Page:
We further extended the experiments and examined IL-1β, IL-6, IL-8, IL-18 and IL-33 expression in mouse serum at early time points (4 and 8 h) after irradiation. Our results demonstrated that radiation-induced elevation of IL-6 in mouse serum was observed as early as 4 h and reached a peak at 8 h before returning to the baseline level as shown in non-irradiated control samples at 24 h post-irradiation (figure 3C). In contrast, radiation-induced elevation of IL-1β, IL-8, IL-18, and IL-33 were not shown by ELISA in mouse serum at the early time points after irradiation.
To verify whether there are other IL-1 family-mediated secondary cytokines in mouse serum in response to TBI, we screened release of radiation-induced cytokines in mouse serum using a commercially available mouse cytokine antibody array kit that provided antibodies for detection of 62 cytokines, chemokines, growth factors, and soluble receptors of cytokines. The majority of IL-1 family-mediated secondary cytokines were included (table 2). Pooled sera from 0 Gy control and 1, 3 and 6 day post-8 Gy irradiation groups (N = 6/group) were used for cytokine antibody array assay. Figure 4A shows array images from 0 Gy and 1, 3, and 6 days after exposure to 8 Gy, and figure 4B shows 24 cytokines and chemokines detected in mouse serum. Protein expression is shown as a density ratio normalized to positive control, and the criterion for stating a meaningful difference in protein expression between irradiated and unirradiated samples was at least a 2-fold change . Interestingly, among these factors only three cytokines were changed by radiation. The level of G-CSF was enhanced whereas IL-10 and IL-12p40/70 (IL-12 subunit) were decreased on days 3 and 6 after radiation exposure compared with sham-irradiated control.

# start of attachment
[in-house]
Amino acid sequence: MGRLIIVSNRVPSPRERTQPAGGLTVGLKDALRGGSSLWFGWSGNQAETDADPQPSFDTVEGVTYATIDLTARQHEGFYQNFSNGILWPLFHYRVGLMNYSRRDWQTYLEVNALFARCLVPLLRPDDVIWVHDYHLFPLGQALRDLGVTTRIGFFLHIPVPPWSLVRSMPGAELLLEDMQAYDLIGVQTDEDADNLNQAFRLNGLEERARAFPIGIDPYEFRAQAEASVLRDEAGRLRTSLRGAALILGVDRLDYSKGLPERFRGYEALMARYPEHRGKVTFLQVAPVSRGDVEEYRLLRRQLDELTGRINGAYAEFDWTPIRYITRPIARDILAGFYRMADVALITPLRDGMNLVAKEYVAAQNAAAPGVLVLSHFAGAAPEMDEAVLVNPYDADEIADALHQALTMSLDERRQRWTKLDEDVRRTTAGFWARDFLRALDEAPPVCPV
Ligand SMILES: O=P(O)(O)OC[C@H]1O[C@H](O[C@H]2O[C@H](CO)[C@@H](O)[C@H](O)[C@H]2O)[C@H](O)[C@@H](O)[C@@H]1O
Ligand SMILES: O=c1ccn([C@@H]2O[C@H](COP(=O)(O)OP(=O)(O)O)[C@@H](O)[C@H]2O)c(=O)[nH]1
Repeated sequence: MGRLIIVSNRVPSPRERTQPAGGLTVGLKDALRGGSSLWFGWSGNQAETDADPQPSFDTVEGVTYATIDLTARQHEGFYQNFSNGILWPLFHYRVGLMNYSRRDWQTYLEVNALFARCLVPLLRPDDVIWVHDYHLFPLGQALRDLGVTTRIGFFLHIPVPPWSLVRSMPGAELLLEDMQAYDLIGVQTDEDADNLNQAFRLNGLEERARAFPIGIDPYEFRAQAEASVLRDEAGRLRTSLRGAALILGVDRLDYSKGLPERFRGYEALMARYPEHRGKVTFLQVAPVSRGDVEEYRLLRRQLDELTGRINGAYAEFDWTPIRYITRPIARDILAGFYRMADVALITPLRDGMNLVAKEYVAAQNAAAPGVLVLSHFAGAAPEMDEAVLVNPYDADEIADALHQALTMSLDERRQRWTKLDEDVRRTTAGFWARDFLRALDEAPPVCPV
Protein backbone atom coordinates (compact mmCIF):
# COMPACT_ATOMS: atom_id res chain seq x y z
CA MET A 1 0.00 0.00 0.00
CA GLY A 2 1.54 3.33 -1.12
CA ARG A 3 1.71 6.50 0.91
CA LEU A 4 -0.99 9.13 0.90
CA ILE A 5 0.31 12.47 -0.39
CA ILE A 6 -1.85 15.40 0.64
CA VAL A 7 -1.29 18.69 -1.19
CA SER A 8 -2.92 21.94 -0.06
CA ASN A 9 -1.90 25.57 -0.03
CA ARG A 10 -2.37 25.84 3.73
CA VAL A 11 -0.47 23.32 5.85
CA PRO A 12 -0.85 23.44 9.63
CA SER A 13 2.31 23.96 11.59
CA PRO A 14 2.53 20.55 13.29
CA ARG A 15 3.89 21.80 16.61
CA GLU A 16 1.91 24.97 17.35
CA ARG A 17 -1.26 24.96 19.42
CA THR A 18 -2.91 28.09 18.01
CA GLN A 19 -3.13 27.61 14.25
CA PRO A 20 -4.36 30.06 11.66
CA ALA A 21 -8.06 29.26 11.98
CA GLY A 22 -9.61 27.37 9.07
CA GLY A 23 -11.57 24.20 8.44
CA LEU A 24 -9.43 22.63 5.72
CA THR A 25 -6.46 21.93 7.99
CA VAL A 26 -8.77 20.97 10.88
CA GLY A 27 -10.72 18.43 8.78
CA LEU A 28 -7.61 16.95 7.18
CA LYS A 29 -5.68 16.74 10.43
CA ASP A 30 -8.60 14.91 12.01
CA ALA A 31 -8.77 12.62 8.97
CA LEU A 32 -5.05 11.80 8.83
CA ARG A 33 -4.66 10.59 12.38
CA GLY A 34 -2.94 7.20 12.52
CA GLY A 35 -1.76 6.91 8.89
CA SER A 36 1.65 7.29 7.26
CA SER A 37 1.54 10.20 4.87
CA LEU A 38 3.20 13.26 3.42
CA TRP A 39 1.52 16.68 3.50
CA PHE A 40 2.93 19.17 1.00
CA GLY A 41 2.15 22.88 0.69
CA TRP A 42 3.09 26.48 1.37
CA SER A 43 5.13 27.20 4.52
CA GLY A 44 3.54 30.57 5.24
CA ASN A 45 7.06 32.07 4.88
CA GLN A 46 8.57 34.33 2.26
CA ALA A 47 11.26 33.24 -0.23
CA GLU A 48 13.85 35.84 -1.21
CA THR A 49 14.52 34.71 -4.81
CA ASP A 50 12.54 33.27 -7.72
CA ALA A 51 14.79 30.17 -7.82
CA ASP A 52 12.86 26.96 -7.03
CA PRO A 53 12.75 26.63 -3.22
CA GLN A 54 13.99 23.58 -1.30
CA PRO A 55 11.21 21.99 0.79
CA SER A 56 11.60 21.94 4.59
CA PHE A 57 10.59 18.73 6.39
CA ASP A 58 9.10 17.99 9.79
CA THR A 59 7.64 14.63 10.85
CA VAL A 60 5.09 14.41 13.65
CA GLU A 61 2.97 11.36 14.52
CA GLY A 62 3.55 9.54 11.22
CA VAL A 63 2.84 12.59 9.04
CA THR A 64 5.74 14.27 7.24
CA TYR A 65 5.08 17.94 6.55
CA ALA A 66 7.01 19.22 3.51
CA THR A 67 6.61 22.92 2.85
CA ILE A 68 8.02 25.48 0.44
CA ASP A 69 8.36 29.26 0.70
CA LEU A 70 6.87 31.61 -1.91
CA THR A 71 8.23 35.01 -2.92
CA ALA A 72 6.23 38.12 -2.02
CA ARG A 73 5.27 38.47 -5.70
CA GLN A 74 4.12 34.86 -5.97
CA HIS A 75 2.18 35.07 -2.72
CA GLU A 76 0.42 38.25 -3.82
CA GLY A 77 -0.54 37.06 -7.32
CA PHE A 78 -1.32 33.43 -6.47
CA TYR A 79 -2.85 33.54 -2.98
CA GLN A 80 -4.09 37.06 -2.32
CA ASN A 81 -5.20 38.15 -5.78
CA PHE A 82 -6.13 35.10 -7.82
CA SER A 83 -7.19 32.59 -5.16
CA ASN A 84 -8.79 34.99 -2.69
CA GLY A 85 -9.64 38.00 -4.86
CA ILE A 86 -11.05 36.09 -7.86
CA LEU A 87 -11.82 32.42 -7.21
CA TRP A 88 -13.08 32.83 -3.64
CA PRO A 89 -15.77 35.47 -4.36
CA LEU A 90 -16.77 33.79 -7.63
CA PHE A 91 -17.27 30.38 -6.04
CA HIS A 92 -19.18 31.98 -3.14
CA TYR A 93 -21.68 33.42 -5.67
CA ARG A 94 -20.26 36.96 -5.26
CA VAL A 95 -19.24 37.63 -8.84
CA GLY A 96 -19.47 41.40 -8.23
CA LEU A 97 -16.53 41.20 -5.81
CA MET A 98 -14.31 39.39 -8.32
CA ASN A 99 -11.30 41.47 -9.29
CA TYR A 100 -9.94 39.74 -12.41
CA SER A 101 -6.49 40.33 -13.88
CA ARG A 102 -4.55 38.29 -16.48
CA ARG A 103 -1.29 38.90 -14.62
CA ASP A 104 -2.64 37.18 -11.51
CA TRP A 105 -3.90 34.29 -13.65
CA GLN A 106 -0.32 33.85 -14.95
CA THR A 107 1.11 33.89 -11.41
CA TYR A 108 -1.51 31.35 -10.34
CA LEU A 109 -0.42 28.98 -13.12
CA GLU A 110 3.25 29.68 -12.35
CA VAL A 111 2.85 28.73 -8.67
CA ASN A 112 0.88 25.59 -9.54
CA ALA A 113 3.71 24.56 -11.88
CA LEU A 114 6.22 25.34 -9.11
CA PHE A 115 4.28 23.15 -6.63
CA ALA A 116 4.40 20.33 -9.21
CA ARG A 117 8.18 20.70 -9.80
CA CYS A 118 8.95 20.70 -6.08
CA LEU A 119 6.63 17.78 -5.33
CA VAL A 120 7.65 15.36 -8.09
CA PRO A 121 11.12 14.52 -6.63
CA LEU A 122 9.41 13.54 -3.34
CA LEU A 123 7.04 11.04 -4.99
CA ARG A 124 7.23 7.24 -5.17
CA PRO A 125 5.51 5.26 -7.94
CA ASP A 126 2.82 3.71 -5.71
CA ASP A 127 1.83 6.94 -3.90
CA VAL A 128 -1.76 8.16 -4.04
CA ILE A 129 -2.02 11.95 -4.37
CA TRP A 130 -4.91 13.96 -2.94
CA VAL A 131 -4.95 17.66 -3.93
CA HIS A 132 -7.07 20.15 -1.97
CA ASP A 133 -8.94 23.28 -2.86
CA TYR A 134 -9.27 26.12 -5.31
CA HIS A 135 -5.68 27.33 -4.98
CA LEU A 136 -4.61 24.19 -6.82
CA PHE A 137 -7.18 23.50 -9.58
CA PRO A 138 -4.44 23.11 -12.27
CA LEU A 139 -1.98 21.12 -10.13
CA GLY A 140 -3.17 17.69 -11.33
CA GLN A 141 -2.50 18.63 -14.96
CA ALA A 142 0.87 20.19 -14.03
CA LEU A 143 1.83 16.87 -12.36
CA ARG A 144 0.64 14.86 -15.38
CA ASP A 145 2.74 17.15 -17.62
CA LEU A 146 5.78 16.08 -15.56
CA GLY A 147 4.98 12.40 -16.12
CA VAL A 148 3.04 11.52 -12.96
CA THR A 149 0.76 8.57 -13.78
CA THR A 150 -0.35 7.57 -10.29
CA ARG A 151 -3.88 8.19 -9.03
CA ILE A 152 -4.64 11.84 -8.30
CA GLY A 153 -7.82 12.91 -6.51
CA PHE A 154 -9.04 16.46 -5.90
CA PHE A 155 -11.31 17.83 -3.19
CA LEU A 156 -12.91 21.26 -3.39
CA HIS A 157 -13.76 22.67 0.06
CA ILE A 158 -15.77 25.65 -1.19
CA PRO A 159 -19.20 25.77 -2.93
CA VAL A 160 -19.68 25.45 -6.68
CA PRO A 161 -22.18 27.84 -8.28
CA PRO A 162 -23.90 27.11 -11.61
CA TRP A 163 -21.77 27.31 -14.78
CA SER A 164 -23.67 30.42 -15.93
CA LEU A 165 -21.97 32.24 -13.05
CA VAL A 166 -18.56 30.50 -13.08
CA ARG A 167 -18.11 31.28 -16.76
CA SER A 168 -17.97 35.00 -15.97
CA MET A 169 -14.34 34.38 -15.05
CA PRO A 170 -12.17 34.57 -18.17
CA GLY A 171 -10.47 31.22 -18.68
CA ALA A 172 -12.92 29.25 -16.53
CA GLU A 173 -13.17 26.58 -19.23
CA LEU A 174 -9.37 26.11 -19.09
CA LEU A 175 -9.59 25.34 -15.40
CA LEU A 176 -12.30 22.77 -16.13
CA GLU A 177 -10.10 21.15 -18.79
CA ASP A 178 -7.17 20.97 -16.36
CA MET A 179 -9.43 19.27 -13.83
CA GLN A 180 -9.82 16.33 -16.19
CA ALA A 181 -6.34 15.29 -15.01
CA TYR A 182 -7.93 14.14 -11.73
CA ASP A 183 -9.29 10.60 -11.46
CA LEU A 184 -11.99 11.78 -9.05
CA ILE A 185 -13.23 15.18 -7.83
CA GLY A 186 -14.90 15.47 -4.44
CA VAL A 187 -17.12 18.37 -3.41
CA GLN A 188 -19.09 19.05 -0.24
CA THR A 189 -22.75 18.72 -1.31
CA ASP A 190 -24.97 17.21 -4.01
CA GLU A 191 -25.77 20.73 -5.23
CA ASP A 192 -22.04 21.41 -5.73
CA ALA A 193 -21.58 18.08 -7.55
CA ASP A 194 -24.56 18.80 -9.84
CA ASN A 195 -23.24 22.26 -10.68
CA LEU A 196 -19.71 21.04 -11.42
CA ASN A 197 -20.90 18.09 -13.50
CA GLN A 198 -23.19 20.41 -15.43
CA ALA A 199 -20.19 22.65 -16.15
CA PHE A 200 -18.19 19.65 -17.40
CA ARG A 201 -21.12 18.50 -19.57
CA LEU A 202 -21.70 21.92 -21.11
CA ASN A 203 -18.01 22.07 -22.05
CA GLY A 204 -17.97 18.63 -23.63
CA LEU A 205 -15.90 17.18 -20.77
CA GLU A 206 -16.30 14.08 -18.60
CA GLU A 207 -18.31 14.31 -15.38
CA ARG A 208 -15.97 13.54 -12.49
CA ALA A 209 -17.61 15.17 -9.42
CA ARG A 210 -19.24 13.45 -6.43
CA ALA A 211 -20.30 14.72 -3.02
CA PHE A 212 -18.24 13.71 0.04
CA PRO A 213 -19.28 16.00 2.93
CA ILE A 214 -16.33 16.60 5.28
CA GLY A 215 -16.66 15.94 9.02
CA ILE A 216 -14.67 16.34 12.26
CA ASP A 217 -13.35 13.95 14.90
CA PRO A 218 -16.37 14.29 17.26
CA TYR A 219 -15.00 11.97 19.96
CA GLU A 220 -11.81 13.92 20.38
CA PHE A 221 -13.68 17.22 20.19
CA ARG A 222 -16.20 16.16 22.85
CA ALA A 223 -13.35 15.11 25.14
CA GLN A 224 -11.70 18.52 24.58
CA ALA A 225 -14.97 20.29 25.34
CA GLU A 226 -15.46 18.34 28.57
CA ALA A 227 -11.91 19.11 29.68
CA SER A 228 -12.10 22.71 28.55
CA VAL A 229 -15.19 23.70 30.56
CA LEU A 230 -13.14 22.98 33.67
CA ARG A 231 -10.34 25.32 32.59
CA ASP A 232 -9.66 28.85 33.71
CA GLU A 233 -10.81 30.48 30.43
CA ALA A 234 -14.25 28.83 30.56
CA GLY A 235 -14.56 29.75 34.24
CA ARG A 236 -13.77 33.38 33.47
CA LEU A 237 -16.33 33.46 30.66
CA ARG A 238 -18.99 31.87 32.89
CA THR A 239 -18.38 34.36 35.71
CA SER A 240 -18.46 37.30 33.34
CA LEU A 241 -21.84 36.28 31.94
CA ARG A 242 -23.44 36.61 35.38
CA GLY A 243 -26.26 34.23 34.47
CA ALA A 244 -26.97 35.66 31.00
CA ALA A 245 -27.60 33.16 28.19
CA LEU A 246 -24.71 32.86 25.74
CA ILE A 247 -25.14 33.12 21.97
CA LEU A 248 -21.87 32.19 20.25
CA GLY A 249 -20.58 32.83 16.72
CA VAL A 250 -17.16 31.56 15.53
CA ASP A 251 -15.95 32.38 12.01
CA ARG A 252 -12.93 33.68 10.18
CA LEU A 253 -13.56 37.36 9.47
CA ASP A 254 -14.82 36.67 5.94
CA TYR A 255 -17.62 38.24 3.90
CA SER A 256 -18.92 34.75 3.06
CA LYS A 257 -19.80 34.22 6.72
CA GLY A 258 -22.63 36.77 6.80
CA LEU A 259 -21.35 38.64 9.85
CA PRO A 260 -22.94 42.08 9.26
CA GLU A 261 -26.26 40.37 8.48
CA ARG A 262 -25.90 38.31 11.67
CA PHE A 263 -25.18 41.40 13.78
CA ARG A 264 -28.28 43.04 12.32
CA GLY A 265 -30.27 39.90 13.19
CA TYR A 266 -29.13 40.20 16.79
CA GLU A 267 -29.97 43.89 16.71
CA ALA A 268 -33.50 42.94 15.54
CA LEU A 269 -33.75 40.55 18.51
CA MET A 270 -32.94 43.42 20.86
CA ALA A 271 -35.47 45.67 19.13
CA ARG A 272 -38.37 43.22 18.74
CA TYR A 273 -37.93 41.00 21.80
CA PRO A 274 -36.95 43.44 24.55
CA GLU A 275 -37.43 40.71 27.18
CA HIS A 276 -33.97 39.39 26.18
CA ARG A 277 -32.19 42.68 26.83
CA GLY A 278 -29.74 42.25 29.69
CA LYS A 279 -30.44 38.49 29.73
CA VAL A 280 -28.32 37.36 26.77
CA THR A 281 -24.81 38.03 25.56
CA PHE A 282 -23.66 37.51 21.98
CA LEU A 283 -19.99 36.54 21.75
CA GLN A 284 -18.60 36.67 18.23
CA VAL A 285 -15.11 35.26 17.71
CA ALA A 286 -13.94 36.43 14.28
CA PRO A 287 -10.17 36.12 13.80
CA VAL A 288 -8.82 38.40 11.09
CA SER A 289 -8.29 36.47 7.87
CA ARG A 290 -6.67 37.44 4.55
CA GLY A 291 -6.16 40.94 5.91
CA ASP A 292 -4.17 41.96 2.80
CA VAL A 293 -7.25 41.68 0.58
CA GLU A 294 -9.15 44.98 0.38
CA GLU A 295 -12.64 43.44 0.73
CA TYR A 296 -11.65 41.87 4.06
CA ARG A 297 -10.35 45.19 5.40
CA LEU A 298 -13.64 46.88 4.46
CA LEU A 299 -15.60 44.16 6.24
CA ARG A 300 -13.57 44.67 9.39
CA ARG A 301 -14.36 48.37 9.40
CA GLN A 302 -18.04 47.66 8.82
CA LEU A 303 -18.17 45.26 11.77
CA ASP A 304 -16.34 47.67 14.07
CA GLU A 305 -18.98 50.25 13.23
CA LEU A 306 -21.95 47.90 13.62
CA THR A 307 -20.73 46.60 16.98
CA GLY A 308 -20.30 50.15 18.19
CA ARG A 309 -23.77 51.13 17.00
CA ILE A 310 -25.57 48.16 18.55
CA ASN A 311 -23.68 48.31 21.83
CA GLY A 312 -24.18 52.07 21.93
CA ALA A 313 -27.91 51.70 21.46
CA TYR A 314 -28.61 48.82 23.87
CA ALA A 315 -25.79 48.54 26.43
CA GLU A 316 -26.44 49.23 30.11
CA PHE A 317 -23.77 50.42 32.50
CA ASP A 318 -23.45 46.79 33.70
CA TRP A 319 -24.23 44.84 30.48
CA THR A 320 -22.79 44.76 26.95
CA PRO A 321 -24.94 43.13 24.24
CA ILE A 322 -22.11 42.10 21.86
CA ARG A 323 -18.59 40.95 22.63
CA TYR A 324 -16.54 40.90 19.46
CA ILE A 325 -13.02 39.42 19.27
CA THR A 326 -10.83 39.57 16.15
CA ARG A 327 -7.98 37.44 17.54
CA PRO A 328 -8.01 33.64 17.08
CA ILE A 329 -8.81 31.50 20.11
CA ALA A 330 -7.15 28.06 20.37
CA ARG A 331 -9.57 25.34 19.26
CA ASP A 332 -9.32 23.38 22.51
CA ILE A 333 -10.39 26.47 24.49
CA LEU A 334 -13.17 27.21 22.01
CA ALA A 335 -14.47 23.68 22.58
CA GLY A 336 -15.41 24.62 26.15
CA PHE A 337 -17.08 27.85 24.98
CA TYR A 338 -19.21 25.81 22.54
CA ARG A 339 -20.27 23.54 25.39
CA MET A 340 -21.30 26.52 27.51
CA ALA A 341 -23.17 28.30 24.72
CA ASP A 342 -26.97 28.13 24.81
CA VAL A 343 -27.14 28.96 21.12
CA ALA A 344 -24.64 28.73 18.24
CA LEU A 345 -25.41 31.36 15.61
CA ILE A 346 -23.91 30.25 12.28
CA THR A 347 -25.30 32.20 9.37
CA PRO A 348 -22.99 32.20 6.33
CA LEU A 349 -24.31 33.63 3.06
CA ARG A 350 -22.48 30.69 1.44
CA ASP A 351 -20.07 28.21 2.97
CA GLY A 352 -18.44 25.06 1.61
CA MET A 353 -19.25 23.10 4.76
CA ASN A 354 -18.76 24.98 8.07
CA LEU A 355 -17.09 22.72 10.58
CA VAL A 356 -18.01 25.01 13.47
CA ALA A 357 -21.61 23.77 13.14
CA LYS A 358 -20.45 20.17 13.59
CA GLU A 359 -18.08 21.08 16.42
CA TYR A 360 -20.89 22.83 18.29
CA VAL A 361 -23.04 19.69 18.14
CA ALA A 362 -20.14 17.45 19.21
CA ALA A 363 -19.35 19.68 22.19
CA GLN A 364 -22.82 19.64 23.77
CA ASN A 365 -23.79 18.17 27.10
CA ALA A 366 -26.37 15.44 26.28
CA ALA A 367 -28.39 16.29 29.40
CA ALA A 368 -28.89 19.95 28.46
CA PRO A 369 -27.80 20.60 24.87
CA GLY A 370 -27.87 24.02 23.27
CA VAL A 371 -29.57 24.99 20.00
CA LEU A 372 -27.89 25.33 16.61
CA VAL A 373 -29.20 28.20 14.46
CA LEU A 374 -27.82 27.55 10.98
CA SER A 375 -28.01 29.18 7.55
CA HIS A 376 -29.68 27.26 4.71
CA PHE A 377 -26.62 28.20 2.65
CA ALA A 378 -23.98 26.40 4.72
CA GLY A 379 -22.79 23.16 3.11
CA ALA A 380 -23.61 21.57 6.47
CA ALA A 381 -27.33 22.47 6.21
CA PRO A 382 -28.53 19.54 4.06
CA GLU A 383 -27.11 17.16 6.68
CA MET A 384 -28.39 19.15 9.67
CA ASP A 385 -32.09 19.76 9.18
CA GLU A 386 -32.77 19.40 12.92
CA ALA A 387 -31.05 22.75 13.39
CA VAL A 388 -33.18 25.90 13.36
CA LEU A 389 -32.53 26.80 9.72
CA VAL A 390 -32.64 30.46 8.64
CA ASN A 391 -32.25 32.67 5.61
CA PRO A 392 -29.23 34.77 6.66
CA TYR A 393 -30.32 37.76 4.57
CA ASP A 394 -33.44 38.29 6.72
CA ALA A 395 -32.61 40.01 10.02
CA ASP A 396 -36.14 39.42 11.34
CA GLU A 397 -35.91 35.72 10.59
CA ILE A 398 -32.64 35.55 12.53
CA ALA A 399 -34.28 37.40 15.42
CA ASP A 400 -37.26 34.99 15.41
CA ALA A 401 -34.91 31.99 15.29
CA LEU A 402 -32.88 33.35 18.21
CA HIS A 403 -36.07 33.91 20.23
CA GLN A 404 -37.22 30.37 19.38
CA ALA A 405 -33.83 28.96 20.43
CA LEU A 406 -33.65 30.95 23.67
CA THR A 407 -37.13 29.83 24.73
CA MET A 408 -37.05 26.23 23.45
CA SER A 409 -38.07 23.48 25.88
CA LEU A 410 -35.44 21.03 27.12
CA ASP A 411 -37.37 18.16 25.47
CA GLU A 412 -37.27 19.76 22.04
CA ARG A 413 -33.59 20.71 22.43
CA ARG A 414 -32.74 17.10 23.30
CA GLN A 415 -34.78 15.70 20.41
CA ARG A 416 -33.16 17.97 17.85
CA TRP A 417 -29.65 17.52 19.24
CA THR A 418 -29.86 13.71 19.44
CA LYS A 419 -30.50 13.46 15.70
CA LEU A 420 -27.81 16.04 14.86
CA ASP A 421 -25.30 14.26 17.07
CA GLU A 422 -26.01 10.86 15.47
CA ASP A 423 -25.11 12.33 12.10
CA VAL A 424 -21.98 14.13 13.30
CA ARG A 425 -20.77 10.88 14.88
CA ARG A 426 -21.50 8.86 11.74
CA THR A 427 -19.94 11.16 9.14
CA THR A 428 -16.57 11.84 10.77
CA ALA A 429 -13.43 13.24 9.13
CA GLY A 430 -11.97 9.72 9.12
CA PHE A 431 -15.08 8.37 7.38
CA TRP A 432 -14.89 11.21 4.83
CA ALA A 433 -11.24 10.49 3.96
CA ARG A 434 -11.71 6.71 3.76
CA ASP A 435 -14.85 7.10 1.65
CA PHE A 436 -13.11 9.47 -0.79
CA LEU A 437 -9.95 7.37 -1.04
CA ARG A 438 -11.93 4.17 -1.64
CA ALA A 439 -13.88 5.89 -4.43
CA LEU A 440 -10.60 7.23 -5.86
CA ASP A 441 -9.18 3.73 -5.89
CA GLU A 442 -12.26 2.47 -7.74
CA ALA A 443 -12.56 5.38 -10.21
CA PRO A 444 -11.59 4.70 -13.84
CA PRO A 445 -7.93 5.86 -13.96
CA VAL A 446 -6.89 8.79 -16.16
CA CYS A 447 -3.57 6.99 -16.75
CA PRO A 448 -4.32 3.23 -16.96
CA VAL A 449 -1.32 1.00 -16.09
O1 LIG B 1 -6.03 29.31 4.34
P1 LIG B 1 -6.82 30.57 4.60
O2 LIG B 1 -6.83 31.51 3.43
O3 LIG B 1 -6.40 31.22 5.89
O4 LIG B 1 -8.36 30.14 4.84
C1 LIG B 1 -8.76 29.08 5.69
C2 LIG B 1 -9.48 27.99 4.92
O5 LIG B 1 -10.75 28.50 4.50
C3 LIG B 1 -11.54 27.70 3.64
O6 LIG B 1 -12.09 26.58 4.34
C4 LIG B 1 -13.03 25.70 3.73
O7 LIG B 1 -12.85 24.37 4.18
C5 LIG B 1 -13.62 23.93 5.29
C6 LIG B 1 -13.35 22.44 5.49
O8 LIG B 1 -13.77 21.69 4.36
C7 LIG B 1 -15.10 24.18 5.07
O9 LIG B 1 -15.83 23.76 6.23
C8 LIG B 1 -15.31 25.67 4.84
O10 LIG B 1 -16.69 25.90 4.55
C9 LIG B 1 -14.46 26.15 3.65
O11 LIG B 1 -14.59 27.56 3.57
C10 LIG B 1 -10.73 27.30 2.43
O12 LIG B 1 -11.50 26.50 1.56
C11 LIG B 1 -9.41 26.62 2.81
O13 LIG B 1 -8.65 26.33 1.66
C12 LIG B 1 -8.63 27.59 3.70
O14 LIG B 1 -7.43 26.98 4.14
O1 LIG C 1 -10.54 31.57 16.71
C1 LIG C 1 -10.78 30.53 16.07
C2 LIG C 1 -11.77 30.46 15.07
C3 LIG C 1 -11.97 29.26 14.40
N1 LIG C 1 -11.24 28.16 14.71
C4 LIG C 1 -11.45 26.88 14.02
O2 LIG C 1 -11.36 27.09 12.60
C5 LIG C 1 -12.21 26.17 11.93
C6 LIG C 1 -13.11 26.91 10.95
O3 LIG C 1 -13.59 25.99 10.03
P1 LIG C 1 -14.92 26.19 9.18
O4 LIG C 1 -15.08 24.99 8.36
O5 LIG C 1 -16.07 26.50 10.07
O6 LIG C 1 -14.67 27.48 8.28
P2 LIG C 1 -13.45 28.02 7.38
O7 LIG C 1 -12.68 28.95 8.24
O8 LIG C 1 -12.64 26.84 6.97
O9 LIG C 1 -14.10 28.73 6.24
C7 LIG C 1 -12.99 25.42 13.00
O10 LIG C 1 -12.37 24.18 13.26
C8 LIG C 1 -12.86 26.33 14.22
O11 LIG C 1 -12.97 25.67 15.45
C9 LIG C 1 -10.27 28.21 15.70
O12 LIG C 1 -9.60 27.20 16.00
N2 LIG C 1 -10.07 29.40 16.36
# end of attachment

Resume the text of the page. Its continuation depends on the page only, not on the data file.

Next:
A cytokine array using a total of 62 cytokines and chemokines (listed in table 2) was used to examine the pooled mouse serum collected 1, 3, and 6 days post-8 Gy irradiation. The unirradiated pooled serum (0 Gy) served as the baseline level. (A) Blots show duplicate measurements for each cytokine from control and three indicated time points of 8 Gy irradiated samples. Positions of G-CSF (2D), IL-10 (3E) and IL-12p40/70 (3F) are circled. Net light intensity images were detected using Image Gauge software. (B) The levels of cytokines and chemokines were graphed as the percentage of the positive control (representing approximately 100%) for each blot.
60Co TBI increased the secretion of bioactive IL-18 in circulation of rhesus macaques and Gottingen minipigs
We next asked whether the elevation of circulating IL-18 also reflects radiation injury in large animal models such as NHPs and Gottingen minipigs. In this study, frozen serum from rhesus macaque and minipig plasma samples were shared with our other ongoing projects. Because the LD50/60 in NHPs (Rhesus macaques) is 6.44 and the LD90/60 is 7.56 Gy of 60Co γ-radiation without supportive care , serum samples from 5 adult rhesus macaques (4 females and 1 male, 3 to 8 years of age, and 4–8 kg of body weight) exposed to 7 Gy of 60Co-TBI were examined according to the methods described in “Material and Methods”. Serum samples were collected before and 2 and 4 days after 7 Gy irradiation from individual animals, and levels of IL-18 in these samples were measured using the ELISA method. Using the serum samples collected pre-radiation as control, levels of IL-18 in sera collected from the same animals 2 and 4 days after radiation were evaluated. Results in figure 5 show a significant increase of IL-18 in sera taken from all 5 animals 2 days after TBI compared to pre-irradiation samples from the same animals (p = 0.021). Four days after irradiation, radiation-induced increases of IL-18 in NHP serum were still observed in 4 (3 females and 1 male) out of 5 animals.